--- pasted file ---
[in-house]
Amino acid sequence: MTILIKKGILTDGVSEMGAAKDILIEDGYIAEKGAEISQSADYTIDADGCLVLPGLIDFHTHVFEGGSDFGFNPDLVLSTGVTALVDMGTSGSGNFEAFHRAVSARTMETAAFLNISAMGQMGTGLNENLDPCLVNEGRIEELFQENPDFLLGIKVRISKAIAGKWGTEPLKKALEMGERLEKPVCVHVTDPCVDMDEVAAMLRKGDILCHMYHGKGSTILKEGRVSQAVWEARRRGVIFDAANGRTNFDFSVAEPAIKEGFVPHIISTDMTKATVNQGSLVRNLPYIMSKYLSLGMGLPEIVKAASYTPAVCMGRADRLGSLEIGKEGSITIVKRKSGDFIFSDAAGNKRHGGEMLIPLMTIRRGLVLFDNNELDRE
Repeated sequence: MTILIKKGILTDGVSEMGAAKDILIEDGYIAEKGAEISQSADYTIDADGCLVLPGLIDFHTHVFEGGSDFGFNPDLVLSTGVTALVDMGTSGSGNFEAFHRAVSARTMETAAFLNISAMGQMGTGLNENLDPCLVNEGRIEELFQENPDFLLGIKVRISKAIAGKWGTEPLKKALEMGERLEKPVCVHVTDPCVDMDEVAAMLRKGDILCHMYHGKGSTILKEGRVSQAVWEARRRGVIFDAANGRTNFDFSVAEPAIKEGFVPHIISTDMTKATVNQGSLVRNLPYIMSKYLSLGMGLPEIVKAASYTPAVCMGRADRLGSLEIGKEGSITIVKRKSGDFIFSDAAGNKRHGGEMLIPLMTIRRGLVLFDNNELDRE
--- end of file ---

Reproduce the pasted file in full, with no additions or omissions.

[in-house]
Amino acid sequence: MTILIKKGILTDGVSEMGAAKDILIEDGYIAEKGAEISQSADYTIDADGCLVLPGLIDFHTHVFEGGSDFGFNPDLVLSTGVTALVDMGTSGSGNFEAFHRAVSARTMETAAFLNISAMGQMGTGLNENLDPCLVNEGRIEELFQENPDFLLGIKVRISKAIAGKWGTEPLKKALEMGERLEKPVCVHVTDPCVDMDEVAAMLRKGDILCHMYHGKGSTILKEGRVSQAVWEARRRGVIFDAANGRTNFDFSVAEPAIKEGFVPHIISTDMTKATVNQGSLVRNLPYIMSKYLSLGMGLPEIVKAASYTPAVCMGRADRLGSLEIGKEGSITIVKRKSGDFIFSDAAGNKRHGGEMLIPLMTIRRGLVLFDNNELDRE
Repeated sequence: MTILIKKGILTDGVSEMGAAKDILIEDGYIAEKGAEISQSADYTIDADGCLVLPGLIDFHTHVFEGGSDFGFNPDLVLSTGVTALVDMGTSGSGNFEAFHRAVSARTMETAAFLNISAMGQMGTGLNENLDPCLVNEGRIEELFQENPDFLLGIKVRISKAIAGKWGTEPLKKALEMGERLEKPVCVHVTDPCVDMDEVAAMLRKGDILCHMYHGKGSTILKEGRVSQAVWEARRRGVIFDAANGRTNFDFSVAEPAIKEGFVPHIISTDMTKATVNQGSLVRNLPYIMSKYLSLGMGLPEIVKAASYTPAVCMGRADRLGSLEIGKEGSITIVKRKSGDFIFSDAAGNKRHGGEMLIPLMTIRRGLVLFDNNELDRE